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In the real world, there is no Peter Pan or Neverland that can help us escape the reality of adulthood. As we get older, our views of how the world once was, though childish eyes, is changed and now we have to conform to the ideals of the rest of the world. Although, this idea to conform is challenged in the novel, The Catcher in the Rye by J.D Salanger. The novel is about a 16 year old boy named Holden Caulfield, who flunked out of school and runs away to New York for three days as a means to escape the disappointment of his parents and the world.
Holden struggles with his mental health as it slowly deteriorates because he has not fully accepted the death of his younger brother, Allie. He has turned his back on the world and is hell-bent on preventing himself and others from reaching adulthood and becoming phony. But, as the story progresses, Holden’s ignorance of the fact the he can’t stop others or himself from growing up and his ideals that children are perfect begin to change.
Holden meets these coming of age elements to demonstrate that he is a coming of age character.
One of the coming of age character elements Salinger uses is ignorance to knowledge. Holden doesn’t realize and is ignorant of the fact that growing up is a part of life that everyone has to go through, no matter how severe or painful it might be. But by the end of the novel Holden learns to accept that.
The author uses symbolism to support this idea. Throughout the story, we start to see how much Holden idealizes children. He not only idealizes them, he seems to have this parental need to want to protect them from the corrupt adult world. He wants to keep from becoming phony adults who conform to the rest of the world’s ideals. An elaborate example of this would be when Phoebe ask Holden what he wants to be when he grows up. ‘You know what I’d like to be? I mean if i had a goddamn choice… I keep picturing all these little kids playing some game in a big field of rye and all.
Thousands of little kids, and nobody around- nobody big, I mean except me. And I’m standing there on the edge of some crazy cliff- I mean if they’re running and they don’t look where they’re going I have to come out from somewhere and catch them¦ I’d just be the catcher in the rye and all. (Salinger 191)’ The rye, for Holden, symbolizes childhood, innocence, and purity. Holden wants to keep them all there to protect them from falling off the cliff, the cliff symbolizes adulthood. If the kids fall off the cliff, they will be corrupted and become what Holden despises the most. But, if he’s there to catch them, that won’t happen and he will keep them safe and pure. This symbol demonstrates how much Holden ignorantly believes that he can stop others from growing up. He doesn’t realise that falling is exactly what he has to let the kids do.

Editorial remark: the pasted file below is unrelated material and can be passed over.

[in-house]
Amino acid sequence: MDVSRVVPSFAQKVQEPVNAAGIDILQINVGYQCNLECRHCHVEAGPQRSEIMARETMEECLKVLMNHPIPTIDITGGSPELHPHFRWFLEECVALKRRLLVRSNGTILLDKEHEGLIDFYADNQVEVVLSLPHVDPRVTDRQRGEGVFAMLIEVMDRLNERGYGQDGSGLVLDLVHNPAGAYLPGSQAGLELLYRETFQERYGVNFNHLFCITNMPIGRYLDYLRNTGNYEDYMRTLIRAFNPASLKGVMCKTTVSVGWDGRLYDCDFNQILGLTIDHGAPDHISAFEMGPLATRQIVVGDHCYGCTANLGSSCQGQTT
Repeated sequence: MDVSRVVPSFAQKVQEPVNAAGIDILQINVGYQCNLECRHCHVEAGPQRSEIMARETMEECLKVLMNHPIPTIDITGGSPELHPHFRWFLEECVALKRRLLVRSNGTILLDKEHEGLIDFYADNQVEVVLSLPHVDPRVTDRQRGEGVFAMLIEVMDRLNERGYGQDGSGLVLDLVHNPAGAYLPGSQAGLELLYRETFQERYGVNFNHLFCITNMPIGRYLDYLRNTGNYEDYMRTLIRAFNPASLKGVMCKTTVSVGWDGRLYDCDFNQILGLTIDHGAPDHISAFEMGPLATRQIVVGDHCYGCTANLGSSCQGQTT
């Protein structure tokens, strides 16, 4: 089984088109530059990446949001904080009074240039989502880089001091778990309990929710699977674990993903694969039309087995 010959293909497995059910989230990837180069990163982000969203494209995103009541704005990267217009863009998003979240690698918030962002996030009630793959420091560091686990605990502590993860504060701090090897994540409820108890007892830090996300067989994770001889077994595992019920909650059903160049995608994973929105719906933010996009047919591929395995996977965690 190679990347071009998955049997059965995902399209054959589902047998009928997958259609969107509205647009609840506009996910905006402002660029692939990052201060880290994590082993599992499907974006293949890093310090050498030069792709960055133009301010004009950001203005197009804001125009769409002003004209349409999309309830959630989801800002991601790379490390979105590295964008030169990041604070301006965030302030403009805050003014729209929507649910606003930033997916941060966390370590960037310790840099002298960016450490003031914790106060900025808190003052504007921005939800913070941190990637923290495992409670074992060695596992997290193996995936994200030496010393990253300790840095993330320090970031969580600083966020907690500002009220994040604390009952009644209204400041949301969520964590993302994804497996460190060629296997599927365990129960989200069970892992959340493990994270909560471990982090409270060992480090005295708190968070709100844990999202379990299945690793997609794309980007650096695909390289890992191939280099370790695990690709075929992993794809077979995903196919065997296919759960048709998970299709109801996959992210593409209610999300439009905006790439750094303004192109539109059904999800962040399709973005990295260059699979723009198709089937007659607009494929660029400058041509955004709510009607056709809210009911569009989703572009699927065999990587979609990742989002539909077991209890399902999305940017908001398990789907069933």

Towards the end of the novel, we see that Holden is beginning to see that maybe he can’t protect kid’s innocence. At the end of chapter 25, Holden and Phoebe go to the Zoo. There they find a carousel and Phoebe goes on. As Holden watches Phoebe, he notices that she was reaching for a golden ring that was on the carousel. At first, Holden was afraid because he doesn’t want Phoebe to fall off her horse. ‘All the kids kept trying to grab the golden ring, and so was old Phoebe, and i was sort of afraid that she would fall off the goddamn horse. (Salinger 232)’ The horse symbolize childhood and Phoebe reaching for the ring symbolizes her reaching for adulthood. Phoebe was reaching for the ring and that scared Holden, that she was reaching for adulthood; then, that she would fall off.
The fall symbolizing a fall from innocence. Similar to how the kids would fall off the cliff into adulthood if Holden didn’t save them. But in that moment, Holden realizes that he just has to let her fall. ‘The thing with kids is, if they want to grab the gold ring, you have to let them, and not say anything. If they fall off, they fall off,… (Salinger 232).’ This example clearly shows that Holden has transition and has gone from being ignorant to acknowledging that Holden in that moment, finally understands that he can’t protect all the kids from falling. That he can’t keep them from reaching adulthood. No matter how hard he tries he can’t stop the inevitable from happening.
Another coming of age elements Salinger uses in the novel is idealism to realism. This is when a character in a story, sees things in a perfect or ideal manner but then begins to face the reality of the situation. In just the first few chapters of the novel, we soon realize that Holden idealizes children, he perceives children as perfect and innocent. On the other hand, in Holden’s eyes, adults are all phony and anything related to adults he despises. But, by the end of the novel Holden starts to see that maybe children aren’t as perfect as he once thought.
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